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Tiny Homes At Risk From New HUD Rule

"A proposed rule by the Housing and Urban Development Department (HUD) on February 9, 2016, threatens "full-time RV'ers," and further stymies those seeking to build their tiny house as a street legal home."

http://timbertrails.tv/Government-HUD-Rule-Could-Prohibit-Use-of-Tiny-House-as-Dwelling-Domicile-Primary-Residence

From Rick Gordon

Canadian Home in Our Book Inspires Home in Tasmania

Hey Lloyd, hope you are well and working hard at it on your next project!

My name is Pete Robey and my wife Blythe and I live in Tasmania. The little island attached to the bottom of Australia. Thought I would share with you that our house is the first approved cordwood home in Australia. It is currently featured in Australia’s Owner Builder magazine. You can get a link here at the bottom of the page: http://www.thehousethatworkedout.com
I bought your 3 books: Shelter, Builders of the Pacific Coast, and Homework early on before we had even confirmed style.
The Baird House from page 28-31 of Builders of the Pacific Coast just grabbed me. Thanks Mike Baird and to you too Lloyd (House) for this inspiration.

We designed our home with the same ideal: every room and every area of the home can pretty much engage with every other area of the home. The village TeePee idea.

We have a massive 4ft diameter, 20 ft long tree holding up the earth roof and our 2nd story doesn’t go all the way to the middle so we have plenty of space.

We don’t have stairs, preferring to use a gym rope as exercise to get to the 2nd floor.

Catch you later.

Pete

"Ecological Wildfire," a seminar by Steven Pyne, summarized by Stewart Brand

“We are uniquely fire creatures,” Pyne began, “on a uniquely fire planet.”  Life itself is a form of slow metabolic combustion—which eventually created oxygen and burnable vegetation that allowed fast combustion, ignited by lightning.  Humans came along and mastered fire for warmth, food preparation, and managing the landscape, and that made us a keystone species.  Humanity’s ecological signature on the world is fire.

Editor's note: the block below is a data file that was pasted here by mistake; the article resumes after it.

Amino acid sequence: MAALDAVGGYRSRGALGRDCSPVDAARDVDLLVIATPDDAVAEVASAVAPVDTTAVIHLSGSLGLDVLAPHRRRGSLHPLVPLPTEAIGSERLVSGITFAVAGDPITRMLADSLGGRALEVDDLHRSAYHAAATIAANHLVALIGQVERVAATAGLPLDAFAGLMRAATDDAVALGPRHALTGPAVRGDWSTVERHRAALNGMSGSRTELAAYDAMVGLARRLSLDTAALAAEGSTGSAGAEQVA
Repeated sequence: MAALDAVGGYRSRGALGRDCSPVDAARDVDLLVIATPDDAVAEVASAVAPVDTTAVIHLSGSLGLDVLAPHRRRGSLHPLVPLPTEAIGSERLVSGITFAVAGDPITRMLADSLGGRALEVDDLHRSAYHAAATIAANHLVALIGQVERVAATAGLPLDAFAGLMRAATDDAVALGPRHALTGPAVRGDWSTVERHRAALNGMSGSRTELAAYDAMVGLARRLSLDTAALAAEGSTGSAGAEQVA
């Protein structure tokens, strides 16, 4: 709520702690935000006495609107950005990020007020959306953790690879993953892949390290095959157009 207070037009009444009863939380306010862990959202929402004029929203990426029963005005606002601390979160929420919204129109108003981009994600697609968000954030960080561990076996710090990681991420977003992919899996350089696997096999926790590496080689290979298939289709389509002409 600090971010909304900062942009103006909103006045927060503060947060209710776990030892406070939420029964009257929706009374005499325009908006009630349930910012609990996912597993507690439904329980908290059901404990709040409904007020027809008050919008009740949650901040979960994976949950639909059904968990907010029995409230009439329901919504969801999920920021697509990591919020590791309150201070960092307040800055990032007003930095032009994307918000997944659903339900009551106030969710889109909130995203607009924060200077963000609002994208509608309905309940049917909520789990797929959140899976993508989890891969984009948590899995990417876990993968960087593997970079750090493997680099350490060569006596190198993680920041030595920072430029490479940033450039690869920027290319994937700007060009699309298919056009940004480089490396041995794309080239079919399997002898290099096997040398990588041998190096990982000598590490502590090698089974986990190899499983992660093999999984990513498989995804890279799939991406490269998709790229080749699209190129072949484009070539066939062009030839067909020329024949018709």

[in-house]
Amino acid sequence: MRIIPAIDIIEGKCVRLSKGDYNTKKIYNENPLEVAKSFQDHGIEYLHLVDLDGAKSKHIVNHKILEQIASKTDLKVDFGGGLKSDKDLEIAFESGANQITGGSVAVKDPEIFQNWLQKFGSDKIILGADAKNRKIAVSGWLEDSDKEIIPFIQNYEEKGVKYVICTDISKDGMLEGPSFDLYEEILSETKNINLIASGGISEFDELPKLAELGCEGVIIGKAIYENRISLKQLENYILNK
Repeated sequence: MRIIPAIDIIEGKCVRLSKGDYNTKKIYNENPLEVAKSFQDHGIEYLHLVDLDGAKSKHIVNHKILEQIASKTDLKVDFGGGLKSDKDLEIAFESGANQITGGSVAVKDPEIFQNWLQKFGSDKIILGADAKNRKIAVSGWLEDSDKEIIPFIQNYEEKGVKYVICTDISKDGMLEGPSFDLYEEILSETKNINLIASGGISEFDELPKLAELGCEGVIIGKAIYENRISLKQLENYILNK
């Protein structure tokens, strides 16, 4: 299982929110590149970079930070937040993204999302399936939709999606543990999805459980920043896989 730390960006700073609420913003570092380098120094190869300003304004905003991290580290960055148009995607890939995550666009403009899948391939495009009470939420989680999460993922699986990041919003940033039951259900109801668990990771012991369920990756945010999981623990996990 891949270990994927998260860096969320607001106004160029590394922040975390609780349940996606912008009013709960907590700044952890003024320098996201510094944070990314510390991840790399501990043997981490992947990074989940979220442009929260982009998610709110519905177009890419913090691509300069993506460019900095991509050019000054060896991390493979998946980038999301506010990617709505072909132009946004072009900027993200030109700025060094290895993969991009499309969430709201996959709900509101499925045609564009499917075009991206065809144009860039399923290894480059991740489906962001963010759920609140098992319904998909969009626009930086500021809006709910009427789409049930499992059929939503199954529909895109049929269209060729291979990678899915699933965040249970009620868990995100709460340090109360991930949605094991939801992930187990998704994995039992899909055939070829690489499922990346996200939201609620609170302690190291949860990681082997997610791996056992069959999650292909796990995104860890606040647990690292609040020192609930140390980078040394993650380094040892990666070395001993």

Then we made fire the all-purpose catalyst for craft (clay, glass, metal) and eventually industry, shifting to the vast geological resource of fossil fuels.  That “pyric transition” made humans dominant on the earth, even to the point of affecting climate.  We used fire to clear much of the world’s forest for agriculture.

Then came a century of misdirection about wildfire.  The forests of Europe are mostly too wet to burn, but by the late 19th century the leading foresters in world came from there and taught their ignorance to foresters in North America and India, where the land depends on seasonal fire for ecological health.  National governments set about suppressing all wildfire, with catastrophic success. In the absence of the usual occasional local fires, massive fuel loads built up, and destructive megafires became the norm.  There was an alternative theory of a “restoration strategy” to manage wildfire in way that would emulate how lightning and native American burning kept the landscape ecologically healthy, but it has been applied haltingly and fractionally, and megafires still rule.

“The real argument for fire is that it does ecological work that nothing else does,” Pyne concluded.  “Charismatic megaflora” like redwoods need fire.  An ecologically rich mosaic of forest, savannah, and meadows needs fire.  Healthy prairie needs fire or it gets taken over by invasive woody plants. People trained only as foresters are blind to all that.  Wildfire practice now works best when it is guided by wildlife biologists who insist that red cockaded woodpeckers need fire-dependent longleaf pines, that grizzly bears need the berries that grow in recent burns, that pheasants need grassland burned free of invasive eastern red cedar.

The techniques for prescribed burns for a bioabundant natural landscape are now well honed.  They need to be applied much more widely.  When in doubt how to proceed, ask the ecologists, who will ask the animals.

—Stewart Brand
https://medium.com/the-long-now-foundation

Yes it's me and I'm in love again…

…with the Pacific Ocean, that is, in which I just paddled about a mile on my 12' Joe Bark paddleboard. First time paddling, first time swimming in over 2 months. Boy, did that activate some chi!

I saw a lone seal cavorting. It reminded me of a swimming teammate of mine in high school, Mike Barnato, who said he wanted to be reincarnated as a seal. I thought it might be Mike out there.

Fats Domino, "I'm in Love Again"https://www.youtube.com/watch?v=ajWI1g7dNAk

GARY CLARK JR. - "When My Train Pulls In" (Live in Griffith Park, CA)


From Evan Kahn